Kelly Osbourne talked about reality TV and attending to the participants, telling Sky News that her own experience of fame overnight had taken her "on a dark path".
The 34-year-old, who spent her formative years as one of MTV's original reality TV stars in The Osbournes, said that at the start of the show almost 20 years ago, there was no awareness of the need for outside support USA gave program.
This happened after MPs announced an investigation into the issues surrounding reality TV after a Jeremy Kyle Show guest died and the former island of Love Participants Sophie Gradon and Mike Thalassitis.
The Jeremy Kyle Show was blown up on Monday and ITV announced on Wednesday that it would not return.
Osbourne, who is in London prior to the 2019 British rally LGBT Awards, said: "[I was] I'm never a big fan of the Jeremy Kyle Show, if I'm honest. I've always found it to exploit people in a not so great way.
"I try to use my words wisely … you take people who have probably never been to a hotel before and have never been to London, and you put them in a hotel and you hold them in front of the camera and you abuse them for theirs Thoughts illness and her problems.
"And, you know, where's the aftercare, where's the aftercare, who's going to make sure those people you've just exposed are taken care of? You know, in shows like this, it's so important that you have that and if you do not look at what happens. "
Osbourne said she wanted to make it clear that "I do not think anybody in the Jeremy Kyle show was planning to do anything like that … However, I find the show to exploit people in a negative way … and that's what happens if you do not have follow-up. "
Osbourne, a singer, TV presenter and fashion designer who has been successful with her family on reality television since she first met her family, said the pressure could be enormous.
The Osbournes, which aired from 2002 to 2005, followed the family – Kelly's parents Ozzy and Sharon and her brother Jack – and their unique everyday life.
"I know from my own experience," she said. "I assume that nobody knows who I was one evening, the show airs and then everyone in the world knows who I am and suddenly is one of the most famous 16-year-olds in the world and does not understand why, everyone wants something from you and everyone who has an opinion about you.
"It's all right if people you know have an opinion of you, but if the world has an opinion that you can not control and that's not really who you are, it can really mess with you I know that it has led me on a dark path and I am lucky because I have family, friends and support and access to therapy and everything I need.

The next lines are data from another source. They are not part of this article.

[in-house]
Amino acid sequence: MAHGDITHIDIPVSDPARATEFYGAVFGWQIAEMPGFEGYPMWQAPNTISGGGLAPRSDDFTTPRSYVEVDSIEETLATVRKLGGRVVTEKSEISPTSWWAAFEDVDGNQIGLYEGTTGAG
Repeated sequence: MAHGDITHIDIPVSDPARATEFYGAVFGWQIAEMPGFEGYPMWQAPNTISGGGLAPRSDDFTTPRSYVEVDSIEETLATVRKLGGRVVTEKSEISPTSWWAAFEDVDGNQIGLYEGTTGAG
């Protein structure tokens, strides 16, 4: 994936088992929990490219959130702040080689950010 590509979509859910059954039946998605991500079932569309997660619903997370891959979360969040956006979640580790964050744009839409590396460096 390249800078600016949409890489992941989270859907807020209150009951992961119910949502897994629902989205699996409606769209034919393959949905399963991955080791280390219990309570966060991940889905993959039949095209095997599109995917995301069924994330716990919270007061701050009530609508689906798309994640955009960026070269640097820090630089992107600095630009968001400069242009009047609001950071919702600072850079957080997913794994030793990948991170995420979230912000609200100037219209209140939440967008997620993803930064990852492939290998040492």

"If I had to go to rehab, I could do that and not everyone has it. So it's the responsibility of the people who make these TV shows, so if you're going to take people without a support system, you'll have to provide that."
The star said the Osbournes filming is different, as producers "did not even know they needed outside support."
"Now, when you do shows like … I get the impression that many of these networks have therapists on hand, but I'm talking about aftercare, it has to be there after that and there has to be some kind of support plan – if people Feel that they are not in a good place, they can still be provided with it. "
Osbourne said she was a fan of Love Island and she had been "invested" in past series.
However, she added, "It's crazy how it turns out, but you know that the whole country is watching these people, who probably only knew about 100 people before.
"We live in a world where it's so judgmental and there's still so much in England especially … they're shy of mental health problems because people think that when you go to therapy, you're crazy I'm convinced that if you're not going to therapy, you're crazy, that's what it's for.
"Everyone needs someone to talk to and take things off their chests, and it's sad that people allow someone they do not even know to destroy them, which I've done for a long time. "
Osbourne also told Sky News that she was "disgusted" by the news new law against abortion in Alabama, which was adopted earlier this week by the Republican-controlled and male-dominated State Senate.
"It's disgusting," she said. "How 25 men can have an opinion on what a woman does to her body is disgusting, it's disgusting, it's so antiquated that it drives me crazy, and I wonder what these men do when their loved ones get pregnant?"
She added, "It makes no sense to me, it's amazing."
Speaking about the British LGBT Awards, Osbourne was proud and excited to host an event dedicated to "highlighting people who bring about change for the better".
When asked whether sexuality plays a role in participating in such prizes, she gave a clear "no".
The debate on this topic has increased in recent years, and Ariana Grande had the choice to run this summer's Pride Festival in Manchester when it was announced.
Grande answered There is enough "room" for "heterosexual allies" to support LGBTQ events.
"No matter what you do, there will always be someone who has a problem with it," Osbourne said. "When you spread the message of love and equality, everyone has the right to be there for me."
Kelly Osbourne will host the UK LGBT Awards 2019 on Friday to celebrate LGBT + stars, activists and allies.
Nominees include political activist Cynthia Nixon, who has emerged from the actress of Sex And The City, and The X Files star Gillian Anderson, both of which have been nominated for the LGBT + star of the year award.
Little Mix, Ellie Goulding and Naomi Campbell are allied on the Allies of the Year, while stars like Stephen Fry, Rylan Clark-Neal and Paul O & # 43; Grady are also nominated for gongs.
Anyone who feels emotionally disturbed or suicidal can ask Samaritans for help at 116 123 or by e-mailing firstname.lastname@example.org in the UK. In the US, call the Samaritan office near you or 1 (800) 273-TALK